Acquiring a care business: the importance of workforce due diligence

When acquiring a business in the health and social care sector, there are some key issues which can hold up exchange and completion if not dealt with proactively from the outset. Effective due diligence on workforce matters is vital in identifying potential risk areas early on to mitigate the risk of delays and to avoid inheriting costly liabilities.


The increased use of overseas staff in the sector has intensified the focus on sponsorship of overseas workers and immigration compliance. Operators should be aware that sponsor licences do not transfer on completion. If you do not have a sponsor licence already then you will need to apply for one within 20 working days. If you already have a sponsor licence, then depending on the circumstances you may be able to use your existing licence. You will need to report the purchase on your SMS and you may need to transfer the sponsored employees to your licence.

Carrying out a proper right to work check gives the employer a “statutory excuse” (i.e. a defence) against a civil penalty for unknowingly employing someone who doesn’t have the right to work in the UK. It is important to obtain evidence of satisfactory right to work checks for all workers prior to completion. If the seller carried out the check properly then you will benefit from their statutory excuse. If the seller didn’t carry out a proper right to work check and staff are transferring to you under the Transfer of Undertakings (Protection of Employment) Regulations 2006 (“TUPE”) you have a 60-day grace period after completion. This allows you to re-do all right to work checks and obtain a fresh statutory excuse.

Holiday pay

It is common to find that care providers are not calculating holiday pay correctly, in particular for staff who have variable hours or pay. Holiday pay for those staff should be based on average pay over a 52-week period (including overtime and other payments or allowances), not on contractual hours. Non-compliance can give rise to claims for unlawful deductions of wages stretching back for the last 2 years for each worker. It is worth asking the seller to calculate the liability early on so that you can make an informed decision about how to deal with it. Depending on the circumstances, your options include indemnity cover in the purchase agreement and/or asking the seller to repay what is owed pre-completion.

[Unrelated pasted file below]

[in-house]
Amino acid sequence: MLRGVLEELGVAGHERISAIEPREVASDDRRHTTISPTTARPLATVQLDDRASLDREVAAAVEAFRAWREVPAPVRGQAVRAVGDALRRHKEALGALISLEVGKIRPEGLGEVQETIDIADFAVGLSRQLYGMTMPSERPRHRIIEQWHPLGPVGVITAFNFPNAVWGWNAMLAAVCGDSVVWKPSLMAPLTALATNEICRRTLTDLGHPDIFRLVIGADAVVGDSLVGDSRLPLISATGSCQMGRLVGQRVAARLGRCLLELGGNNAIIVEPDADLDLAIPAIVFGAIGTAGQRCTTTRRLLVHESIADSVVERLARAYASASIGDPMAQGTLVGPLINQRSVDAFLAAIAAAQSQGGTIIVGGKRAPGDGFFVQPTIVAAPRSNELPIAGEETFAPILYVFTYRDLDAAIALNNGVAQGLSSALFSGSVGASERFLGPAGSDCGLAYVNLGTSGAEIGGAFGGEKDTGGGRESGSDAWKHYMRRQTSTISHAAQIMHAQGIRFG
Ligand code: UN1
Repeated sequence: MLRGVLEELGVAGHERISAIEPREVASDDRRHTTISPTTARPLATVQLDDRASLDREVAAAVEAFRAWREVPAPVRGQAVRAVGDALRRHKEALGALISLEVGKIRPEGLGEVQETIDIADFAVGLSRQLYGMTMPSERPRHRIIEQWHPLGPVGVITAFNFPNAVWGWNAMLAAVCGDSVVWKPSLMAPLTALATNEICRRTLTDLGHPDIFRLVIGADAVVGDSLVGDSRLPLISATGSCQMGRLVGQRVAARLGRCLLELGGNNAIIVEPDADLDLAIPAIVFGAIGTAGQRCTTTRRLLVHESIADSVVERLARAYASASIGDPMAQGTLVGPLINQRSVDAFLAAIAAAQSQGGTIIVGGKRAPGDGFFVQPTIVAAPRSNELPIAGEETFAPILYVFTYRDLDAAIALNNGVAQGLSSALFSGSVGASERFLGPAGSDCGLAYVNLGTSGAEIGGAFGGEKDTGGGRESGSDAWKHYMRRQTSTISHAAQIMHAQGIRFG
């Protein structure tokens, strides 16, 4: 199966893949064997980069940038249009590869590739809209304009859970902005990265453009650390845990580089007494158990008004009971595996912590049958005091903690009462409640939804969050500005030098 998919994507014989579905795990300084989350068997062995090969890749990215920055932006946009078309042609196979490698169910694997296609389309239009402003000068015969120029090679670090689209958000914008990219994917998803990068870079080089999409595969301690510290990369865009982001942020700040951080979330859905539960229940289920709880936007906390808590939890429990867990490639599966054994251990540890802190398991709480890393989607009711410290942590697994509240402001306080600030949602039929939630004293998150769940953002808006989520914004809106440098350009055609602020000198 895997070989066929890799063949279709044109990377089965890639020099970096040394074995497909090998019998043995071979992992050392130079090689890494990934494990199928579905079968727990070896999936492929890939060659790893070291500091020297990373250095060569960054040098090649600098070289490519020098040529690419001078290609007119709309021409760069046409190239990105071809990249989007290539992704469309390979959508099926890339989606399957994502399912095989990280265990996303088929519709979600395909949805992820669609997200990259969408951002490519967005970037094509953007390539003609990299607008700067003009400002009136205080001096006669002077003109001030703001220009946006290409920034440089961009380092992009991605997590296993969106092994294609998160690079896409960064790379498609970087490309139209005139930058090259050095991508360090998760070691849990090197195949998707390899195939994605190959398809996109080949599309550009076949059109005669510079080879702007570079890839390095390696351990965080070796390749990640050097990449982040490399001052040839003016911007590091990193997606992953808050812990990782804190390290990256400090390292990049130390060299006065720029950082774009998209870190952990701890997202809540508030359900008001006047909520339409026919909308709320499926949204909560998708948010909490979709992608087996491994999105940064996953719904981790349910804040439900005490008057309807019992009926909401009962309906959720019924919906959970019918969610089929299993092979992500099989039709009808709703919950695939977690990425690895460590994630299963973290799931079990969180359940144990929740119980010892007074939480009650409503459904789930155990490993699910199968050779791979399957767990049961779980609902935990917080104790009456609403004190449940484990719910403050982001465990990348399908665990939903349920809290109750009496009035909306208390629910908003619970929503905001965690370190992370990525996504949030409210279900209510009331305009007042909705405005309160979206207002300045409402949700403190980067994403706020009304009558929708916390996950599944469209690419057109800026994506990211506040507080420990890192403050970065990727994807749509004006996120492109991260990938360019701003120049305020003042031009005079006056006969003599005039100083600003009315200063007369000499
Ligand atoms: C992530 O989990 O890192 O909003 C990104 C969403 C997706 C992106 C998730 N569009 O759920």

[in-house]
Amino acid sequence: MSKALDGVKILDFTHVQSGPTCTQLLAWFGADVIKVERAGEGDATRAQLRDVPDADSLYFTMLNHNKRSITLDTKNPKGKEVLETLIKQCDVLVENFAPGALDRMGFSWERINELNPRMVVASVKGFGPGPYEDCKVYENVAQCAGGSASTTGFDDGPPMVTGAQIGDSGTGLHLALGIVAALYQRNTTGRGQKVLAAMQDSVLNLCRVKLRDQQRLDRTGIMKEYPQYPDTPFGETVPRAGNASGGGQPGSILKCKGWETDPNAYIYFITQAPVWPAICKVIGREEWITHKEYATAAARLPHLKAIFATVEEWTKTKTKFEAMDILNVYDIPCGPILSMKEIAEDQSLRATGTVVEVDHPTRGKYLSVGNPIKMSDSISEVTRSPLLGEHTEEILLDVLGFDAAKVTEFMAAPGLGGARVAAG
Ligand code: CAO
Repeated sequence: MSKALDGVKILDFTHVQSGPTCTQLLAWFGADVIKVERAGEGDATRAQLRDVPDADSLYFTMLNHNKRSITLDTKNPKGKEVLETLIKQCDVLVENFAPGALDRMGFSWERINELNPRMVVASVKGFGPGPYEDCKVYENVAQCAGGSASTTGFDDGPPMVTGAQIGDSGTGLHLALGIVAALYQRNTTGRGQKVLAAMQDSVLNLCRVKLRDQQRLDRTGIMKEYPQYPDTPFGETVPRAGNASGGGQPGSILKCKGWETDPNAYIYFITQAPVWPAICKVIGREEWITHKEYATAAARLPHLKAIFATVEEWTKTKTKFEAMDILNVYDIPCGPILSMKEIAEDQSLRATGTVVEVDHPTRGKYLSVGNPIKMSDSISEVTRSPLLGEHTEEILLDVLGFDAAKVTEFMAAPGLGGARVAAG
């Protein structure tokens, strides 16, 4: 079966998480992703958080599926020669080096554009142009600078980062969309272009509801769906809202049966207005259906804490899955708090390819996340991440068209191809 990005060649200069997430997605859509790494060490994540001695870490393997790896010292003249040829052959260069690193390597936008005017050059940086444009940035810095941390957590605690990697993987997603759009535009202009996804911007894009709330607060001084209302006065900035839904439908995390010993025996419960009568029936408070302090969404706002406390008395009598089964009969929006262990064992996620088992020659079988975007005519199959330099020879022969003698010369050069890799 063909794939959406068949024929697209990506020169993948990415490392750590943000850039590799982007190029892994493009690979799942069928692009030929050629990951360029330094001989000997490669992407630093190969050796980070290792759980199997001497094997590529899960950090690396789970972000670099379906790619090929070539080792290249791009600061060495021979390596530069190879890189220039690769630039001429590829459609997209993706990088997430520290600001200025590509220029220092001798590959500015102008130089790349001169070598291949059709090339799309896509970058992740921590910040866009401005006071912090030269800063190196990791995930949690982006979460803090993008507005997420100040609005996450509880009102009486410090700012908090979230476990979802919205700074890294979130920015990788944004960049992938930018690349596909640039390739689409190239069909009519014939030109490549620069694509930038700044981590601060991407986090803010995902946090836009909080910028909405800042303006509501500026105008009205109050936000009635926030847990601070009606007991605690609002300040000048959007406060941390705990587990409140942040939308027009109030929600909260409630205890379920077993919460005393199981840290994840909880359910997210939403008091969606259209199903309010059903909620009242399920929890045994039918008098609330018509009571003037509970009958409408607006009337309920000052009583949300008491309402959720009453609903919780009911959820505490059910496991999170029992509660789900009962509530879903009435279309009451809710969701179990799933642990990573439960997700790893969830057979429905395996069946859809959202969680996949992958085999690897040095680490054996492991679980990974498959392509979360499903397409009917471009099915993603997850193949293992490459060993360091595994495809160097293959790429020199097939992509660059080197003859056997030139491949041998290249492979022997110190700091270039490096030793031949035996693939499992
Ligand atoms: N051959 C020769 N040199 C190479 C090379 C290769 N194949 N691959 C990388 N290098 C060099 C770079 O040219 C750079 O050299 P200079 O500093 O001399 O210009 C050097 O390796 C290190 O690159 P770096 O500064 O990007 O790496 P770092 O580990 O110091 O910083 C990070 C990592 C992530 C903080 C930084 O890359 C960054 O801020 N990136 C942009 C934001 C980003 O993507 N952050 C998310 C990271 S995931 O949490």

Recent changes to the law on holiday pay and entitlement for casual and zero hours workers, following the Supreme Court decision in the case of Harpur Trust v Brazel, mean that these areas also need to be investigated during the due diligence process.

Sick pay

During the pandemic many care providers used the Infection Control Fund grant payments to offer full-pay during self-isolation and COVID-19 related sickness absence. It is important to check how this was communicated to workers and whether the seller has inadvertently created a contractual right to enhanced sick pay going forwards. If it has, you will need to consider how to manage this post-completion, given that there is no longer funding to cover the cost.  

National Minimum Wage compliance

There are several practices that are common in the sector which run the risk of breaching National Minimum Wage laws if they have not been managed correctly by the seller. These include deductions from wages (e.g. for uniform or mandatory training) and the provision of staff accommodation at a rate above the Accommodation Offset Allowance. In the homecare sector, other risk areas include payments for travel time and any time spent waiting between service user appointments.  


It is prudent to check compliance with the Coronavirus Job Retention Scheme rules as HMRC can investigate and take enforcement action for 7 years after claims have been made by the seller for furlough payments.

Buyer protection

Where non-compliance has been identified during due diligence, careful consideration should be given to how best to deal with it.  If the issue can be resolved prior to completion, that’s worth doing. Alternatively, indemnity cover may be required.   

To avoid protracted negotiations over warranty and indemnity cover, which can cause delays and increase costs, it’s important to take expert and practical advice on which points are worth fighting for and which can be dealt with in a different way whilst ensuring you are protected.  

We can help

If you need legal support buying or selling a care business our specialist Health and Social Care Team would be happy to help. Please contact Hazel Phillips at 

For any employment and HR support, please do not hesitate to contact our employment specialists in the Health and Social Team. Please contact James Sage at